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Festival Warms Up Fort Wayne


Photo credit: Provided by: Ted Pappert

Written by: adminFebruary 01, 2017

By: Joshua Storrs

In the cold winter, Weather the Fort invites Fort Wayne residents outside to get warm. The festival aims to brighten the mood with drinks, food and a myriad of artistic performances, such as fire dancing, ice sculpting and live music.

The festival takes place from 4 p.m. to 10 p.m. Feb 11 at Freimann Square. This is the second year for Weather the Fort.

Ted Pappert and John Felts are the co-founders and organizers of the event.  The two felt compelled to do the event again after the first year went much better than expected, Pappert said.

“We had the expectation that we’d get maybe 500 people. We ended up with over 2,500,” Pappert said. “We had a lot of fun doing it so we thought we had to do it again. We’re really excited for this year.”

Pappert said the impetus for organizing the festival came from looking at the city’s annual events and seeing that most of them were in the summer months.

“We thought, rather than complaining about winter, saying there’s nothing to do, let’s embrace what Indiana’s winter is and have a little fun… what better time than February?” Pappert said.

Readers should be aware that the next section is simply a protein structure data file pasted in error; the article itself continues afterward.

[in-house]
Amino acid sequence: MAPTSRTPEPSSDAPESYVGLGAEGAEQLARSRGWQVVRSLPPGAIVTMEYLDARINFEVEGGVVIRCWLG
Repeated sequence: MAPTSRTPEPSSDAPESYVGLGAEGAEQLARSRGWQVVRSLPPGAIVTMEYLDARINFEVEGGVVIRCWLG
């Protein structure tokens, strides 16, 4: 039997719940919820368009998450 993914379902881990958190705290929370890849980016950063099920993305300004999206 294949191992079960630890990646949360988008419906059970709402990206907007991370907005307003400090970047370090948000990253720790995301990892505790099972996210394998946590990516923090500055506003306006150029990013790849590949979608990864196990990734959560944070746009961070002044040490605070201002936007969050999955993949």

A huge hit at last year’s Weather the Fort was the performance from a company of fire spinners called Pyroscope Entertainment. Felts saw the company perform at the Taste of the Arts festival and felt that the act embodied the theme of fire and warmth, making the group a perfect addition to the event, Pappert said.

Lauren Tourkow, a dancer with Pyroscope, also helps with the administrative side of the business. Tourkow was introduced to fire spinning around 2007.

“I’ve been a huge advocate of dancing since I was a little wee baby,” Tourkow said, laughing. “I had never seen fire spinners until I saw somebody spinning some fire poi…I was completely engaged.”

Fire spinning involves extensive practice with various props, including hoops, staffs and poi, before ever setting them on fire.

“You have to come to a point where you feel confident,” Tourkow said. “I think it’s really important to be able to hone a skill before being able to give a new extreme to it. Don’t get me wrong, I still get burnt sometimes. We call them kisses when we get a little burnt. Like ‘Oh! The fire kissed me!’”

Tourkow said that the company wants to expand into performing at other events, such as weddings.

One challenge the event ran into last year was the beer line, Pappert said. With the attendance being much higher than expected, they experienced some unwanted congestion around the bar. This year, there will be two bars as well as other precautions in place to make sure that festival-goers won’t have to wait too long for their beverages, Pappert said.

“I think when drinks, music, food and art come together, that’s basically the definition of a good time,” Tourkow said. “It’s a coming out of hibernation for all of us where we’re able to shiver up together, have a good time and warm up.”

The festival is for ages 21 and up and is free to attend.